The Susquehanna River Basin Commission (SRBC), an independent interstate compact agency, has notified natural gas producers of its intent to enforce stricter regulations with respect to the use of water to develop wells in the Marcellus, Utica and other shale formations in the Susquehanna watershed in Pennsylvania and New York. The Pennsylvania Department of Environmental Protection (DEP) also has gotten tougher, requiring producers to submit water management plans as part of their applications for drilling permits.
Effective Oct. 15, the Harrisburg, PA-based commission will require natural gas producers to seek prior approval from the SRBC, no matter the amount of water consumed in the exploration and production of shale gas in the region. Current regulations require prior approval only for those gas producers who use 20,000 gallons per day or more of water from any source, including public water supplies, or that withdraw 100,000 gallons per day or more of groundwater, surface water or both.
The agency sent out certified letters in mid-August to more than 50 producers informing them of the new prior approval requirement, said SRBC spokeswoman Susan Obleski.
"While this regulatory provision is certainly not new, it is the first time in the commission's 37-year history we are imposing it on a class of projects," said SRBC Executive Director Paul Swartz. "I decided it would be prudent to impose the more stringent provision on the natural gas industry to give us the ability to review and regulate the industry's individual and cumulative impacts on water resources."
In taking this action, Swartz said he determined that the natural gas industry's water-use activities could have a cumulative adverse or interstate effect on the water resources of the Susquehanna River Basin.
"We do recognize the significance of [these] actions not only on the natural gas industry, but on the commission itself in terms of the additional number of projects it will have to review. For this reason, we intend to propose [a] new rulemaking that will help us meet the purposes of the determination without impacting the legitimate development of the basin's water resources for economic development," he said.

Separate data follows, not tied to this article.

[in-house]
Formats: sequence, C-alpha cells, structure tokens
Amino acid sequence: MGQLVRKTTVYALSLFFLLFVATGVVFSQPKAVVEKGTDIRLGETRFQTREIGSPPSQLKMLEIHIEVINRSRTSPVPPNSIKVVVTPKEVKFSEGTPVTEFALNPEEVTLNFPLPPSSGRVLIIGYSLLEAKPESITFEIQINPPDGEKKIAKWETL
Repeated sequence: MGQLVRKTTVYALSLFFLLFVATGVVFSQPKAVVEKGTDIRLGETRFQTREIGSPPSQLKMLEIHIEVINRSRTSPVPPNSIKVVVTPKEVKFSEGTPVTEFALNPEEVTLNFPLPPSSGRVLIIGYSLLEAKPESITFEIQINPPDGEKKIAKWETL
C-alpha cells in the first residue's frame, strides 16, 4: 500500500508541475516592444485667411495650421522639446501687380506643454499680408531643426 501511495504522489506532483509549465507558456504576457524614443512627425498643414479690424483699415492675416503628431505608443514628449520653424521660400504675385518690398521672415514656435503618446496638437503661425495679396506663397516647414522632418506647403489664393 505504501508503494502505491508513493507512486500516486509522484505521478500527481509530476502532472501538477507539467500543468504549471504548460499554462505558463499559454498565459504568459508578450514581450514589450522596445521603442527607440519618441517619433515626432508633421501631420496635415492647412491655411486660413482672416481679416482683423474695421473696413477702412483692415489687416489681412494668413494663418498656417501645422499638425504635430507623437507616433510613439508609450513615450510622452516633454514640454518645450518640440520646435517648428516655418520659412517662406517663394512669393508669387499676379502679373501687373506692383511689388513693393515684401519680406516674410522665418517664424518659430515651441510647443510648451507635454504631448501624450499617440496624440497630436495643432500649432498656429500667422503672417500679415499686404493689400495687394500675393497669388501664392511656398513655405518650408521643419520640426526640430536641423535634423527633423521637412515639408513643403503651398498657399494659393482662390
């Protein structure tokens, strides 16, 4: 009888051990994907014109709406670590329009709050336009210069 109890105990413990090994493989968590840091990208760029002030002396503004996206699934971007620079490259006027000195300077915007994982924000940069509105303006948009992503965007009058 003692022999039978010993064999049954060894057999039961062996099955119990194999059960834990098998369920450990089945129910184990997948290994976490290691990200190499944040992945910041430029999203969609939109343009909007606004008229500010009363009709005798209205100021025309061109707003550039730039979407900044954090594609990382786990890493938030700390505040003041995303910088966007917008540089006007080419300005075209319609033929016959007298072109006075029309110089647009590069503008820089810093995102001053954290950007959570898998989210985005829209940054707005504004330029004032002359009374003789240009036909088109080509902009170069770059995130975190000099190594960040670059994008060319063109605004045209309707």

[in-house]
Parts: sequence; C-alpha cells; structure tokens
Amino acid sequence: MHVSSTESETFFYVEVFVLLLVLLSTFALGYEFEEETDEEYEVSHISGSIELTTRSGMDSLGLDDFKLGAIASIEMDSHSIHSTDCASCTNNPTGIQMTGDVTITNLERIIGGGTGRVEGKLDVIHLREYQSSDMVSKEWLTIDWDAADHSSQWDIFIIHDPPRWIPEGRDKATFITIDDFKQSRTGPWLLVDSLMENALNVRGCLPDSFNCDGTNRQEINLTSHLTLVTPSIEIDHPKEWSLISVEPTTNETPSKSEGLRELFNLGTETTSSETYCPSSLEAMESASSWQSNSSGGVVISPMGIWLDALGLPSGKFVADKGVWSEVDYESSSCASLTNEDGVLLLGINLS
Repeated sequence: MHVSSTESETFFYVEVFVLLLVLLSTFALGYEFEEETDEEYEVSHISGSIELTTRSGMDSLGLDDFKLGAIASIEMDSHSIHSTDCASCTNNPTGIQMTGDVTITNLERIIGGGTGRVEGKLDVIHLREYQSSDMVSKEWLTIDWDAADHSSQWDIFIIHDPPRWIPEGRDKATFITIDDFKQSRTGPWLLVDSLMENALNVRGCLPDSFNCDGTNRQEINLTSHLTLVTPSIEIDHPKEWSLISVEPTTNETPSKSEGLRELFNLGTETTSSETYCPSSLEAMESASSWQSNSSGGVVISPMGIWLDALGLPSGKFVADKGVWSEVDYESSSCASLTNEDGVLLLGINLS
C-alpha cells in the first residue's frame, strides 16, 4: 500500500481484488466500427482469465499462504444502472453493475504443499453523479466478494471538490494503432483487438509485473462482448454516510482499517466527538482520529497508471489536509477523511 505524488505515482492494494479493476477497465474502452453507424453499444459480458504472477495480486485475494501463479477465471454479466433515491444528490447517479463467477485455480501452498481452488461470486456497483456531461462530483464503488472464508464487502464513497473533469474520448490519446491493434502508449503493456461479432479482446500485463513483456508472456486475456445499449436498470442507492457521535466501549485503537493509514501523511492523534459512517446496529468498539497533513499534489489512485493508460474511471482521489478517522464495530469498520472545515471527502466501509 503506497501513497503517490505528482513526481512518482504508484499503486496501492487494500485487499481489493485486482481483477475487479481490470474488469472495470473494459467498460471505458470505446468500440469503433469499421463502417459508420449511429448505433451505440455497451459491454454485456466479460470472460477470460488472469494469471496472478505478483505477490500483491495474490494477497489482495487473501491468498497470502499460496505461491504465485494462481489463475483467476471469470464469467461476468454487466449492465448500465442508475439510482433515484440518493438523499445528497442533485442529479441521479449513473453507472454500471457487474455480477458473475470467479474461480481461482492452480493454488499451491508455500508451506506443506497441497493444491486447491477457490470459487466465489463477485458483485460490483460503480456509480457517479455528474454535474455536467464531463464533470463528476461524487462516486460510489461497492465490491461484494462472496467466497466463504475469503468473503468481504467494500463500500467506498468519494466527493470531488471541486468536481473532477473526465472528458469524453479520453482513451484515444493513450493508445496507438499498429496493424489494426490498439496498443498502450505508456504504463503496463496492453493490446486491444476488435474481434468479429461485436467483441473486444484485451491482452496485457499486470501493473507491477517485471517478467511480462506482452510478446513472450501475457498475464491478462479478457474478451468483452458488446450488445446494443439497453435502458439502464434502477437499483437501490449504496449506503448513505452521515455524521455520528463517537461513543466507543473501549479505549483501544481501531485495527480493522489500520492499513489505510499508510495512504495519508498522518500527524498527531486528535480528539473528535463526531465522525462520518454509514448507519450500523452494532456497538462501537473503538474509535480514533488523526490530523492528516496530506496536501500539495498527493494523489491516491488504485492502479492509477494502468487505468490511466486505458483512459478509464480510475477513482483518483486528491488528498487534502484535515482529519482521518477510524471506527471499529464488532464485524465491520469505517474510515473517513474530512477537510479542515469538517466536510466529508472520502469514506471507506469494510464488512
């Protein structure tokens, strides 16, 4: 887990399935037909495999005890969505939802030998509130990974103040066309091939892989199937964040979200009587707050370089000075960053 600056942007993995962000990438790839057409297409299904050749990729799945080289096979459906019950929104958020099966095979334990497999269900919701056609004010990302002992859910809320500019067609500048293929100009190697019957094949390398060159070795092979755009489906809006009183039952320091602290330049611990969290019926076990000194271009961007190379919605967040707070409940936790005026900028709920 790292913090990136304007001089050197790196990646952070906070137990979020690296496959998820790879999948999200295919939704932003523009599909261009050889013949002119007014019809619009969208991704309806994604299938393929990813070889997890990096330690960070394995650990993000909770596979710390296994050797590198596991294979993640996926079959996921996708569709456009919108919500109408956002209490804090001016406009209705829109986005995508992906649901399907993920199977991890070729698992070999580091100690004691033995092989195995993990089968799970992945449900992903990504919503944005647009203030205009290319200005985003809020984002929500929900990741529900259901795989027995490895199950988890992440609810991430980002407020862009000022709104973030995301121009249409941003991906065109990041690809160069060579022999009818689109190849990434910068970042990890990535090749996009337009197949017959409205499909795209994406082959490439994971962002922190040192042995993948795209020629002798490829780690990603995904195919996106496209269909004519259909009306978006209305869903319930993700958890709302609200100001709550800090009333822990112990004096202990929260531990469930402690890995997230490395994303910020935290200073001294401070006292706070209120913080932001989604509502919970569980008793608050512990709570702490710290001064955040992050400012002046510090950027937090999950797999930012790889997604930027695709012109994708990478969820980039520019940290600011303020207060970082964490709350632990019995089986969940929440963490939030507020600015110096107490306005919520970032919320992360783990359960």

The proposed rulemaking would seek to provide a more streamlined administrative process for reviewing consumptive water uses by the natural gas industry, according to SRBC. The commission said it plans to consider the proposed rule at its next meeting on Sept. 11 at Bucknell University in Lewisburg, PA. It noted that it expects to issue a final rule in early December.
The Marcellus and other shale formations underlie more than 72% of the Susquehanna watershed, covering portions of New York, Pennsylvania and Maryland, the SRBC said. Advancements in technology for capturing natural gas in those shale formations require operators to inject large amounts of water several thousand feet underground to break up the rocks.
In related action, the Pennsylvania DEP has revised its permit guidelines to require producers seeking to drill in the Marcellus Shale region to submit water management plans as part of their applications. Under the new application process, natural gas well operators will be required to file the following information:
All drilling permit applicants must submit water management plans starting in October, said J. Scott Roberts, the DEP's deputy secretary for Minerals Resource Management. Companies that have already completed drilling permit applications or received permits may submit the new information to the department for review in a narrative form, he noted.
In May and June, routine DEP inspections uncovered violations at Marcellus Shale drilling operations, including poorly constructed water impoundments, inadequate erosion and sediment controls, improper waste and fluid disposal and unregistered and unapproved water withdrawals from streams. The agency noted that the violations threaten Pennsylvania's water resources.
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